Over the past decade, Canada's sport system has frequently faced litigation and court cases. Unfortunately the arbitration procedures already in place were limited. A fair effective solution was needed. The bill therefore calls for the creation of the sport dispute resolution centre of Canada.

The centre is an independent organization that will deal in a non-partisan way with any contentious issue related to sport. It will provide fairer access to dispute resolution and might be used as an alternative to litigation.

For the first time ever, the sport community will be able to rely on a national arbitration and mediation service. This centre is a tangible measure, a response tailored to meet the needs of the sport community and the challenges the sporting world is facing today.

This innovative bill is the vision of all who help make Canada a great country for sport. It opens up the future and brings hope. For our children there is the hope of growing up while exploring various sports, the hope of having fun while learning. For young athletes there is the hope of being able to develop their potential to the fullest, of being more successful in their studies, the hope of achieving their dreams.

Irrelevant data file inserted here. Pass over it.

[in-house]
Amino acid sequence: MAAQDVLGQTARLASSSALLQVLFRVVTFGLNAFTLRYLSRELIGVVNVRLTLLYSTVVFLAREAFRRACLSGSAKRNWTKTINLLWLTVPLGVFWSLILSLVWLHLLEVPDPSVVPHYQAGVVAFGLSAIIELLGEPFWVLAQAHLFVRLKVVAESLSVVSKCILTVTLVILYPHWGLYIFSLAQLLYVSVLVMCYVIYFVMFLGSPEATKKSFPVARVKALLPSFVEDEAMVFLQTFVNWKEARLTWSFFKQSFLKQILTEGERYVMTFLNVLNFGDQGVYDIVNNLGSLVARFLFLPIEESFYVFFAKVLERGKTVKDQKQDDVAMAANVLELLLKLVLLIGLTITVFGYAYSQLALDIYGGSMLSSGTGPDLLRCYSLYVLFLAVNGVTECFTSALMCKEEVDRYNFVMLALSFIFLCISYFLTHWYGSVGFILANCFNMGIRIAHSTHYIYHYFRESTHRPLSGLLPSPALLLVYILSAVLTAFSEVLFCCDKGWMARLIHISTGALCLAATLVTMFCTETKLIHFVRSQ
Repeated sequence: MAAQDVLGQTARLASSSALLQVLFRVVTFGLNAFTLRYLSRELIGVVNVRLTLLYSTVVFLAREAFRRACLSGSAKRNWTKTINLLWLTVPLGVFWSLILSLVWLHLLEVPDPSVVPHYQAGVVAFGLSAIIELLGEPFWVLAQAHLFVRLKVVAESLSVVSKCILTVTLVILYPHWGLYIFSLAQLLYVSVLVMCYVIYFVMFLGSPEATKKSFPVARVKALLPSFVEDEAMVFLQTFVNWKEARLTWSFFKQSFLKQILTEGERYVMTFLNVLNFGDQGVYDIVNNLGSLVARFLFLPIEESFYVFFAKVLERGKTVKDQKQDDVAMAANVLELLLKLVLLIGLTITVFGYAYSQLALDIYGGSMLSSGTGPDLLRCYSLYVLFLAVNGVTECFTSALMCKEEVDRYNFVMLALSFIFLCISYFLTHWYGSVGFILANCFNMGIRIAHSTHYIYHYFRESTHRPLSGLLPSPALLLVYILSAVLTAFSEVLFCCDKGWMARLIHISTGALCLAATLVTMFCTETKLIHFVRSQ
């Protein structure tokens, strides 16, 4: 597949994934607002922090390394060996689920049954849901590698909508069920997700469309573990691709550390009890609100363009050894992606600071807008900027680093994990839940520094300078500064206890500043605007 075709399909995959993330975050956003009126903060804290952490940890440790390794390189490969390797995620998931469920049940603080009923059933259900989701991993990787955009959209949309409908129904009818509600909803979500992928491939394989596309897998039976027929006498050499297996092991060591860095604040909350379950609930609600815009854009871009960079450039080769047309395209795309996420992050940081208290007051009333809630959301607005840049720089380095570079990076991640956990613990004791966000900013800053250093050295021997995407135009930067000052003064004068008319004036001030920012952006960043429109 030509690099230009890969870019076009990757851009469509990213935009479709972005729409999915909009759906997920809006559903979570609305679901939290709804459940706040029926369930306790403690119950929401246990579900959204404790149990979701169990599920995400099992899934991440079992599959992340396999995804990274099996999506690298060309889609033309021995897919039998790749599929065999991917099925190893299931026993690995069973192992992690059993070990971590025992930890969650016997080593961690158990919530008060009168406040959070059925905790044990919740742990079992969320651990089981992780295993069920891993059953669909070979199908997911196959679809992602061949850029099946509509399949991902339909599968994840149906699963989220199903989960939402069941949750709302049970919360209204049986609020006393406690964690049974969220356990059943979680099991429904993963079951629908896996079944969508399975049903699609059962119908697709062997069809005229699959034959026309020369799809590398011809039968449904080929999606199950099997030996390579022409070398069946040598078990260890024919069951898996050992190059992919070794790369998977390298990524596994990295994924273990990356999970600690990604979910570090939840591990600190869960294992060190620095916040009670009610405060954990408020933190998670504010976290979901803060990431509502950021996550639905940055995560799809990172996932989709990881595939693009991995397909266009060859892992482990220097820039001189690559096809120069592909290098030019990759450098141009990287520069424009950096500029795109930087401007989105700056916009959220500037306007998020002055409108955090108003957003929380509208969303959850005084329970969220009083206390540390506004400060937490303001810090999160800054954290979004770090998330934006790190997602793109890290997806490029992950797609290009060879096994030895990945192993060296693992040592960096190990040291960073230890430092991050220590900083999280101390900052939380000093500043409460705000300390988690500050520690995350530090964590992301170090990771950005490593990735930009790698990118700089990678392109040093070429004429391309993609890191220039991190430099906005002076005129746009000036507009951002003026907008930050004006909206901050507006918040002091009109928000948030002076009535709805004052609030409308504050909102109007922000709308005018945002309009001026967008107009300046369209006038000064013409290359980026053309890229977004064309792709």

For our volunteers, there is the hope of broadening their life experience, of learning and growing while contributing their time. For our coaches, there is the hope of getting better, of having a stimulating career and of seeing our athletes succeed.

For all Canadians there is the hope of living an active, healthy life, the hope of enhancing our quality of life and our society's well-being.

This bill is the commitment of the Government of Canada to the future of sport in our country.

It provides a renewed legal framework in keeping with the new reality. It updates our goals and priorities. It reaffirms our values and principles. It reflects the cultural richness and diversity of our country.

I am very proud to submit this bill to the approval of the House for a healthy and sport-loving Canada.

Sports April 15th, 2002

Mr. Speaker, it is not just a matter of funding or resources. The government is working with the provinces and territories, as it did two weeks ago in Iqaluit regarding the Canadian sport policy, to make sure that they accept our policy.

It is really disappointing that the hon. member would engage in petty politics today, when we have a delegation of athletes with us.